January 9, 2013 by Willy Cardoso
I wanted to start the year with a very positive, motivational, ‘nice’ blog post. But maybe next year.
Here’s the story:
Brazilian prostitutes will be given the chance to study English for free in order to better communicate with international clients during the upcoming World Cup.
Lots of people, many English teachers included, making fun of the situation, showing disapproval, contempt, and indignation. Where did I see that? On Facebook of course, the public forum of irrelevant banter of our time, where everyone has the chance to speak out, where the true democracy of communication happens. Where else?
Disapprovers and mockers attacked all sides of the story. Firstly, of course, is the old ‘this country is [fill in the blanks]‘. Then the prostitutes, who are uncommonly included in societal debates of this kind, with remarks like, ‘why would they need this when there are many other important things to invest on?’ Needless to say, there were also plenty of words against the government.
Let’s talk about the latter. The government, in this particular case, has absolutely nothing to do with the prostitutes taking English lessons. To start off, the initiative was taken by the local Prostitutes Association of Minas Gerais (a Brazilian state), not by the Ministry of Prostitution. Another important thing to consider: Everything will be done on a voluntary basis.
We can ask a couple of questions here:
- What are other professional associations in Brazil doing to improve the level of English of their associates? – I don’t know, but if I was a member of the prostitutes association, I’d be quite happy with the initiative and think my association actually does something for me.
- If different news had come out (which it wouldn’t have) about, let’s say, a Taxi Drivers Assoc. doing the same thing, would it cause so much scoffing? — No! Everyone would applaud.
And then people say, but taxi drivers are providing da-di-da-di-da-di-da, you know?
I say, it doesn’t matter. Here are some things we could discuss in this debate:
- Do people condemn language tuition to executives of tobacco companies? (this is just an example ok? I could’ve also said corrupt politicians) Of course not, especially because they might pay well for such service. Are they doing any better to society than prostitutes? Well, they’re all fucking someone in their own way, but draw your own conclusions.
- If you are a teacher and you’re willing to volunteer, would you teach prostitutes? Why (not)?
- Trying to formulate a hierarchy of priorities about who needs English and who doesn’t, in this case, is pretty useless. If you’ve ever travelled to a country where you didn’t speak a word of its language, and got a taxi whose driver didn’t speak a word of yours, I can bet you managed to make it to your hotel. Do taxi drivers really need English to work during the World Cup? — I don’t know, maybe some do, a whole bunch don’t. Nonetheless, when I was in Brazil in July I saw some newly published books of ‘English for Taxi Drivers’ and stuff like that. If you ask me, I think some people will make lots of money out of the situation (the World Cup) while others will keep on not learning English. Like it’s been forever.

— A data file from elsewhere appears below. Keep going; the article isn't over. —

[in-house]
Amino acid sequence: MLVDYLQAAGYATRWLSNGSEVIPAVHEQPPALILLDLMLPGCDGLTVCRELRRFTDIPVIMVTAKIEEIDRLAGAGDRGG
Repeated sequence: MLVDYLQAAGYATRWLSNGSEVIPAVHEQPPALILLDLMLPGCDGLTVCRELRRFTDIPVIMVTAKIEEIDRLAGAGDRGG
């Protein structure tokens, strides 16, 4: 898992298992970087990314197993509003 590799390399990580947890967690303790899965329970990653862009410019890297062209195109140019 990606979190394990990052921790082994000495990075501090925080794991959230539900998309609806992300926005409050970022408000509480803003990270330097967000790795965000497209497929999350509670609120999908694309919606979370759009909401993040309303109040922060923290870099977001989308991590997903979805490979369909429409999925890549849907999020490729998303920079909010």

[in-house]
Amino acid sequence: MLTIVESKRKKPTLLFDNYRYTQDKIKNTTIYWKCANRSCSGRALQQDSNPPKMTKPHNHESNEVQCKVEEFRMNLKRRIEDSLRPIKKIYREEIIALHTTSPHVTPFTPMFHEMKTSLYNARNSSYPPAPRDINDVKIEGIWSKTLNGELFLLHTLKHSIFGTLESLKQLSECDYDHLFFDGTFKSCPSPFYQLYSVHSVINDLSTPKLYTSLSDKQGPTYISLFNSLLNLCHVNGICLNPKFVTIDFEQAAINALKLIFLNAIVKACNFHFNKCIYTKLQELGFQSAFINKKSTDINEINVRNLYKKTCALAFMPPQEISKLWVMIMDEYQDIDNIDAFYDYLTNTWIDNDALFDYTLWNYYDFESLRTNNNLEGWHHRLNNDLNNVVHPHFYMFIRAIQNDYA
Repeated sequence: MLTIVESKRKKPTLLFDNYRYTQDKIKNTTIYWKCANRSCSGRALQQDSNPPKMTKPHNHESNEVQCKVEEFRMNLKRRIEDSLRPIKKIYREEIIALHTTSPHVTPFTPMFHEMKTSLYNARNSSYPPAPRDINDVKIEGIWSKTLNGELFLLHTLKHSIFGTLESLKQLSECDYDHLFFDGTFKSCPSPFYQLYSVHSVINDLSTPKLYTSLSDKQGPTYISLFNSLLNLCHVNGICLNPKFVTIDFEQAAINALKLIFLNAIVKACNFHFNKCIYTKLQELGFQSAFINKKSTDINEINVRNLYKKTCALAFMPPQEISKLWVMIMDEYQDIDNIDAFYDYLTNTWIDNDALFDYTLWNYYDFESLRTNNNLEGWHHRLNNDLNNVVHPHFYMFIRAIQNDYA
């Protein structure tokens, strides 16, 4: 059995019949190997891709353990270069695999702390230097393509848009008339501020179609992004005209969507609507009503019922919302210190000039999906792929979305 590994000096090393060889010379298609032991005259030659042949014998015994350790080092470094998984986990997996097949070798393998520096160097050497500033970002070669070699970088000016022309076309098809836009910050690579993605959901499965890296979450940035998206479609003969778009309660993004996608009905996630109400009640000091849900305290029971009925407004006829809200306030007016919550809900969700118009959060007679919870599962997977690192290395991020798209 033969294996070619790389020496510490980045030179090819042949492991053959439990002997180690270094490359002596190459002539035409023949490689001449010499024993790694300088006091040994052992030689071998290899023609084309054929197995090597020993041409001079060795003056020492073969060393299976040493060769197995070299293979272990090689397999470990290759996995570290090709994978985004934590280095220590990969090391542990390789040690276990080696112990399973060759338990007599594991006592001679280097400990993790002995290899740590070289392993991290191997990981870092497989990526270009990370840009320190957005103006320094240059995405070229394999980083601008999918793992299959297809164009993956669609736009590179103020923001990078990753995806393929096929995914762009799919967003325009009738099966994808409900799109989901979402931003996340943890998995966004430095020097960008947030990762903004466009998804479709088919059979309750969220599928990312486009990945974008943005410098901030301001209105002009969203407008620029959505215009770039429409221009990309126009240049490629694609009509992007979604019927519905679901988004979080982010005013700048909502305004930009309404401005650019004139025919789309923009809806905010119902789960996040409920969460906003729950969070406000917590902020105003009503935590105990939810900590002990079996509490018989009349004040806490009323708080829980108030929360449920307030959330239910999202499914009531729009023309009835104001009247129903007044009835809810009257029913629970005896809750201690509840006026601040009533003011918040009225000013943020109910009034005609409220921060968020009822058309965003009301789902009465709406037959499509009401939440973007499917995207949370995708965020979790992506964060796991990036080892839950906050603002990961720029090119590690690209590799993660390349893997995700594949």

Back to prostitution, an important fact:
It is not illegal in Brazil. Exploitation and pimping are.
Not that this information has anything to do with language lessons.
Some questions I asked myself after reading this news:
- In Brazil, how many soap opera heroines were prostitutes? — I don’t know, I don’t watch soap operas, but I can bet highly there have been a few. And there are few things more pervasive in the Brazilian culture/mindset than soap operas.
- Could learning English raise the profile of these prostitutes hence making them earn more? Or, could English, in case they learn it, give them other job opportunities, e.g. hotel receptionist?
- Why some people read online tabloid newspapers as though they were serious papers? Meaning, they take a shit piece of news and want to respond to it like it was something worth discussing? (a bit like I’m doing now)
- Why do some teachers who are apparently for democracy, equality, humanist ideals and other buzz, react so negatively to news like this? (the answer to this one is pretty easy)
I do appreciate humour by the way, and many of the comments on the topic were pretty funny, like ‘imagine the words they’ll practice’, ‘repeat after me: penis, penis, penis’, ‘lots of oral practice’, etc. Ok, funny! But it kind of makes me sad a few seconds later that the other half is just speaking contemptuously about the whole thing, especially when they are teachers!
So if you are a teacher, do you thing any demographics should be excluded from learning a foreign language? I’d be interested to know which.
If you’re a Brazilian newspaper or person and wants to take it on the preparations for the World Cup, have a go on your tax money being stolen in fraudulent overpricing of public constructions, and leave the prostitutes alone.
If you’re an international newspaper publishing the story, with your subtextual tone of ‘haha look at what those third world idiots are doing’ (well, you wouldn’t be reading this blog, but), maybe you should mind your own gun-killings, obesity problems, or what have you, and … yeh, leave the prostitutes alone.
Well, it seems I asked many questions here, so if you feel like discussing any of them, or anything else, please leave a comment below.
The news in Portuguese: from Folha de S.Paulo The news in English: from CNN.com